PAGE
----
However, if anyone could capture an audience with just a few pages, it would be Robert Jordan. His prose is both full and flawless. You go through a thousand words without even thinking about anything, even turning the pages. Although the world Jordan creates is simple (the maps are very linear), the actual descriptions of each environment are complex and rich with colors, sounds, and smells.

The characters in the Wheel of Time series started a bit archetypal. The main character, a boy named Rand, is in the throes of his teenage years, is attached to his rural home, is shy and afraid and only mediocre with a sword. As he makes his journeys, he grows into a more confident leader, as any main character should, and does anything to protect the girl. A Warder (or warrior), strong, stoic, quiet, and the bad guy: power to rule the Earth.

However, to me, some of the peripheral characters are much more interesting and inspiring. Mat and Perrin, friends of Rand, are complete opposites, one encompassing mischief and sweet naiveté, the other logical and slowly working through an alien universe. The powerful Aes Sedai, Moraine, who has magical powers which are used for evil in ancient lore, but which are constantly used to save our main characters. And, my personal favorite, the strong and stubborn Wisdom (woman tribe healer, you could say), named Nynaeve, who wants to look after her village members, but has never experienced much herself.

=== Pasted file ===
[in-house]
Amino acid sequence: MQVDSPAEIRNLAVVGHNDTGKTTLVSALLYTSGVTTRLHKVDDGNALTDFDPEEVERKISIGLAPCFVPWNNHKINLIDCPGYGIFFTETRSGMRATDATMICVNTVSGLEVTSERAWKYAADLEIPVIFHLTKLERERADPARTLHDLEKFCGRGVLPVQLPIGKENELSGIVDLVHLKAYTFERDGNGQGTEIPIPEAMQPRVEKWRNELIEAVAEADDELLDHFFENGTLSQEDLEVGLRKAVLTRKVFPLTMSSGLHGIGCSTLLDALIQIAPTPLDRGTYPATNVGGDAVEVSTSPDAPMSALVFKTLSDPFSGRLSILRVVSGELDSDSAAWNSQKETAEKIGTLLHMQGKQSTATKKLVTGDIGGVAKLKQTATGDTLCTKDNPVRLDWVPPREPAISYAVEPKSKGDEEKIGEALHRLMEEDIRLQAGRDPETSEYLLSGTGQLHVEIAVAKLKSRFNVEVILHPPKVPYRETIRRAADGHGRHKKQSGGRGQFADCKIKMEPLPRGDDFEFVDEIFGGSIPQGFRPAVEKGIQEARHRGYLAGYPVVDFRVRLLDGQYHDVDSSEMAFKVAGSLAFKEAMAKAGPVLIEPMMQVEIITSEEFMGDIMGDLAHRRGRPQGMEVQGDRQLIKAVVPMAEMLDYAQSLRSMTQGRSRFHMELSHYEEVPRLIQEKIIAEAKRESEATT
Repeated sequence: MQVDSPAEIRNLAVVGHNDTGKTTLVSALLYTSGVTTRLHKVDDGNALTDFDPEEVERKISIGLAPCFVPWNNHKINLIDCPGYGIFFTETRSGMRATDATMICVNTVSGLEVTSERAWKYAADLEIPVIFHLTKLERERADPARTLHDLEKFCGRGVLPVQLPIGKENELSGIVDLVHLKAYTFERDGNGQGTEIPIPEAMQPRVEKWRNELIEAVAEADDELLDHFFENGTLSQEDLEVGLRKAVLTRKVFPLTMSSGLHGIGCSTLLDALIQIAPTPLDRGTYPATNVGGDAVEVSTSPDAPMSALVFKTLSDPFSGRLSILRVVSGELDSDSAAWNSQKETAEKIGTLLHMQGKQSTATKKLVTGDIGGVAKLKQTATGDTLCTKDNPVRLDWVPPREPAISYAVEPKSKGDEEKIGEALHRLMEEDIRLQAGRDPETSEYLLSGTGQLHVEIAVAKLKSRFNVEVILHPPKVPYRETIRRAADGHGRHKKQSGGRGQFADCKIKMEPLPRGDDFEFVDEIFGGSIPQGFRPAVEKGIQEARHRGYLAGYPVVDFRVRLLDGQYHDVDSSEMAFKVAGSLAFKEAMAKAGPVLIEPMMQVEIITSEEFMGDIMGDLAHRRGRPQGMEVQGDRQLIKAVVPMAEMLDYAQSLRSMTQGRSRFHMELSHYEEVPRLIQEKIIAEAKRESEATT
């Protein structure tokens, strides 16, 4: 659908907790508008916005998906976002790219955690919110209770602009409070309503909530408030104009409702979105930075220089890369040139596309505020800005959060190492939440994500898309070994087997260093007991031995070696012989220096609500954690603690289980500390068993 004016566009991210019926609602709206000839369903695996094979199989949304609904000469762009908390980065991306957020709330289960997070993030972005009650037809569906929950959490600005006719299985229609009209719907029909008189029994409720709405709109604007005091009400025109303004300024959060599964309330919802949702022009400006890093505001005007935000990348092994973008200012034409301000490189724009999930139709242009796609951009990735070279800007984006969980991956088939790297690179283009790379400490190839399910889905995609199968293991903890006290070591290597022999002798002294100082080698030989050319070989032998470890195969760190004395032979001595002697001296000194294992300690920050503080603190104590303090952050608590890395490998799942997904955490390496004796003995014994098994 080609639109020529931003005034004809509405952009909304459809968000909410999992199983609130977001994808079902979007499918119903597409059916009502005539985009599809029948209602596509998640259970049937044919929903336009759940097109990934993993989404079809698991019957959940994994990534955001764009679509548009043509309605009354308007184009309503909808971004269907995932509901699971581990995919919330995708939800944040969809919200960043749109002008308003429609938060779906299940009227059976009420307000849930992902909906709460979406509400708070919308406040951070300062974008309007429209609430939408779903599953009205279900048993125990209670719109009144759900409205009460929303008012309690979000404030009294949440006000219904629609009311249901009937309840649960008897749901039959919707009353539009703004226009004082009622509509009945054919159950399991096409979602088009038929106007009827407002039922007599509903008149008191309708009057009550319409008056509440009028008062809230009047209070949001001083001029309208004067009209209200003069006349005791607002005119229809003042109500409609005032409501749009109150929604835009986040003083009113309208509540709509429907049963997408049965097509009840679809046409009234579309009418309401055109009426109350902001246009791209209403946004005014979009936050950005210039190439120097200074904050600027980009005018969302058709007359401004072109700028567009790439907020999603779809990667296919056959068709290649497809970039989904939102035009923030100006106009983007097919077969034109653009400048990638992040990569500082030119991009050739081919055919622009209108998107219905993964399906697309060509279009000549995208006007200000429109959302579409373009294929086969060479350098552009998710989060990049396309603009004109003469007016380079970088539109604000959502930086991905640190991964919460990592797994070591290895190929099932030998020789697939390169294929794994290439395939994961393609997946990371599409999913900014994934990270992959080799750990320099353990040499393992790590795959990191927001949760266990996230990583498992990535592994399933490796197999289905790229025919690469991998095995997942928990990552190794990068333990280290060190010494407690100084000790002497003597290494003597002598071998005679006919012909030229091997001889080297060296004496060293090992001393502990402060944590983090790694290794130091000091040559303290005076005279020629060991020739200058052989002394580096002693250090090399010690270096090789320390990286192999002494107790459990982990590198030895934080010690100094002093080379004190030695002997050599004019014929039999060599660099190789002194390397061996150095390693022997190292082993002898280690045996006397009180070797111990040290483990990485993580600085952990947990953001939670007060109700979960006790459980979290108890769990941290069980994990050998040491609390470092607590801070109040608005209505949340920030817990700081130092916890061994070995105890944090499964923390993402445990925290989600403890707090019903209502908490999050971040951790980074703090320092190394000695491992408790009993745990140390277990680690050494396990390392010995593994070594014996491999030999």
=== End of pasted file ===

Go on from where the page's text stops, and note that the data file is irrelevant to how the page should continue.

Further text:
All in all, the first in the series (not the prequel which was written later) is successful. I have a good time reading it, I can’t completely guess what is going to happen next, and, as I reach the end, I know I will pick up the second in the series.

If anyone has any books they would like me to read and review, or if I’ve already read something and you want an opinion, let me know! I love talking about books, and since it isn’t part of my job, I do it for fun 🙂 Have a good day readers.